Mocha is a very useful tool to track non-linear panning or jitter. It works exceptionally well in this case and is very easy to use. However, it is a lot harder to use on signs that change size or even change shape. If that happens you can try to use Mocha but you might not want to waste forever attempting to get it to track the sign perfectly when you're probably better off doing it by hand.

continued by unanimated...

Part 10 - Encoding without the Aegisub script

As it often happens, I tried this thing out and ran into quite a few problems. Starting with encoding.

Basically that Aegisub-Motion script didn't work for me at all, both for encoding and for importing the mocha data.
So here's another way to encode:
Create mocha.bat with this text in it:
x264 --profile baseline --level 1.0 --crf 18 --fps 24000/1001 --seek %2 --frames %3 -o %1_%2.mp4 %1

CRF can be anything, FPS I had to add because the first video I tried happened to have variable frame rate and mocha wouldn't load it. [This is for 23.976, change if your video has a different framerate.] I haven't tested the settings extensively but this worked. You will then open cmd.exe or whatever you use and type a command like "mocha filename.mkv startframe number_of_frames".
More specifically it may look like this "mocha another06_premux.mkv 22480 200".
This will start encoding at frame 22480 and encode 200 frames from another06_premux.mkv. There's no command for endframe in x264 options (afaik) so you have to use a number of frames you wanna encode. You can either do the math from the script or, screw that, just encode a bit more and you'll set the end precisely in mocha.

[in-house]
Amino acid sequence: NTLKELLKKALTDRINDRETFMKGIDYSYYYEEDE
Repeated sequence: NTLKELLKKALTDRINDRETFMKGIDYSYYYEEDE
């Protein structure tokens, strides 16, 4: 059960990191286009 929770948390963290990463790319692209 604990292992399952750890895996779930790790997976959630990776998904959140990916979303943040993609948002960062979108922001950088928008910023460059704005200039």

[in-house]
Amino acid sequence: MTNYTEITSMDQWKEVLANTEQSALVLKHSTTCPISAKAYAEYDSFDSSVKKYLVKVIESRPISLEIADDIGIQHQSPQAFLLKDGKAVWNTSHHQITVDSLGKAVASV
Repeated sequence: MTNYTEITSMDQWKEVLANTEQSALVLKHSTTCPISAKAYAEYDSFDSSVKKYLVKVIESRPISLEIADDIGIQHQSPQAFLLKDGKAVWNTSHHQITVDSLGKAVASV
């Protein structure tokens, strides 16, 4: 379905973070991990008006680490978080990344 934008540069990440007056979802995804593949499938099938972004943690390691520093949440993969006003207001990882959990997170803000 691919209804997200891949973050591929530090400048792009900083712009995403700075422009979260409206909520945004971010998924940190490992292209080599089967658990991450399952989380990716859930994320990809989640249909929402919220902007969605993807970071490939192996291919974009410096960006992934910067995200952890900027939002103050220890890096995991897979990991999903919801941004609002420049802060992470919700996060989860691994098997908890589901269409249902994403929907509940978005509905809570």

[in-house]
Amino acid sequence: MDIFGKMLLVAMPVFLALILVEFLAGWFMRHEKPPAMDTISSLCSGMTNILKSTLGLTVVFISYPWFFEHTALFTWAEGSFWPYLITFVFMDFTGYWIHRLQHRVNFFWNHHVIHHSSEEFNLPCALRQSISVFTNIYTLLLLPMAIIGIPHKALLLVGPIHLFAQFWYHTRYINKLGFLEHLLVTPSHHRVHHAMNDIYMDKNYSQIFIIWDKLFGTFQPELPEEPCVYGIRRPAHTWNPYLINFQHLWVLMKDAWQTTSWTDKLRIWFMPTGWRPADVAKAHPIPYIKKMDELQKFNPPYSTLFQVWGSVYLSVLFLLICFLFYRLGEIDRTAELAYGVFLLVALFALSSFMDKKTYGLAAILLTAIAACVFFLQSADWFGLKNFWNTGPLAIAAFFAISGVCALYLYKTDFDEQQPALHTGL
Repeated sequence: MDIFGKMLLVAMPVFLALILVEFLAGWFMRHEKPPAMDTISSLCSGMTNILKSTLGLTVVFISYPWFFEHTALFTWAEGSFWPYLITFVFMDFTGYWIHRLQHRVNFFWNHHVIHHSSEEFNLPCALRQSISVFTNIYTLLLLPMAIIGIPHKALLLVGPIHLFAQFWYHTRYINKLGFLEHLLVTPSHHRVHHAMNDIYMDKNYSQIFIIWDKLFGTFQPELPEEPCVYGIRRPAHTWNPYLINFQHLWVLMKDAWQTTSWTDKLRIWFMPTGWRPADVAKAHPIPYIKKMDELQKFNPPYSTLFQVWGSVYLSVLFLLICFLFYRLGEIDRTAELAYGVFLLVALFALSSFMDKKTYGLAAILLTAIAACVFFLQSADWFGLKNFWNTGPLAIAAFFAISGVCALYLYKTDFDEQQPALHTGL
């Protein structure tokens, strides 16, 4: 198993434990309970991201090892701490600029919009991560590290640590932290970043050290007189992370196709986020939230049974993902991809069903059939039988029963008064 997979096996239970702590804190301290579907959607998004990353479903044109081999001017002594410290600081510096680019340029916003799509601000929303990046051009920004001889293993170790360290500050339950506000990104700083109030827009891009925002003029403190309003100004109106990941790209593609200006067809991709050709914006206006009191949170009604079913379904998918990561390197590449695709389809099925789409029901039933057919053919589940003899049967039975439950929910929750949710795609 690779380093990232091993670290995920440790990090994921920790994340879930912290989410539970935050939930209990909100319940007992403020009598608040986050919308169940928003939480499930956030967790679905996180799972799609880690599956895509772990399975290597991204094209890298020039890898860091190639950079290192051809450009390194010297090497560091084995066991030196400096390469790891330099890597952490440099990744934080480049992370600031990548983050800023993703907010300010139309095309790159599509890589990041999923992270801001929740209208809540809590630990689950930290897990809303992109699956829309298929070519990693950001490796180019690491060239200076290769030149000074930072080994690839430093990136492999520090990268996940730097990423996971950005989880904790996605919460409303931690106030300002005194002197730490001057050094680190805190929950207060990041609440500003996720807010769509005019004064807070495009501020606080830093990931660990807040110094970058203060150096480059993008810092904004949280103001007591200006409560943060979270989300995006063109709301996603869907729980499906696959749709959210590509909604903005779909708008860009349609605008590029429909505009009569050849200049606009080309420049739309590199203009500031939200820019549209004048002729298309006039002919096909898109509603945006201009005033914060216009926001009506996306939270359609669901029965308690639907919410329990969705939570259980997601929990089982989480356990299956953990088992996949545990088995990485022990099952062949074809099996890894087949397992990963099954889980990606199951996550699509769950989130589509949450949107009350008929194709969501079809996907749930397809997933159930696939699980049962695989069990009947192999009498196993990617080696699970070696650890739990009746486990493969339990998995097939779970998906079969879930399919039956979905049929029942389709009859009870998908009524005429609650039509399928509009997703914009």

Obviously you need the mocha.bat, x264.exe [8-bit] and the video in the same folder. Once you set it up, it works fast.

When you load it in mocha, you'll grab the red end marker you see in this picture, and drag it back to the last frame your sign appears on.

This way the tracking will stop on that frame.

Part 11 - Converting mocha data for Aegisub

The other problem with the script not working was that I had to use another way to get the data to Aegisub. This is actually pretty easy. You can do it through this website: Taiga

Paste tracking data, set the start frame, change the style name to the one you're using for the sign, and input text for your line. Then check what you want to track - position, rotation, scaling - and hit Send.
Then you just copypaste the generated lines to aegisub.
If the position is off, you can either use the X/Y offset, or - imo much more convenient - use the Position Shifter script in Aegisub [which you downloaded along with the other one].
This script is quite handy because you see right away how well it worked, and you can use it repeatedly for additional shifting (of course you need all lines selected). As a sidenote, this script is also useful when shifting a sign that has several layers.

Update: I finally got the script working for converting the mocha data.
Here's where the problem was:

You need to select the "After Effects Transform Data" from the Export list.
While the Taiga website works with any of these options, the script is only designed to work with this one.
Herkz has an old mocha version that only has 2 options and this one is default so he never had this problem.
I've seen a screenshot from a newer version than mine which had like 20 options there. So be sure to select the right one.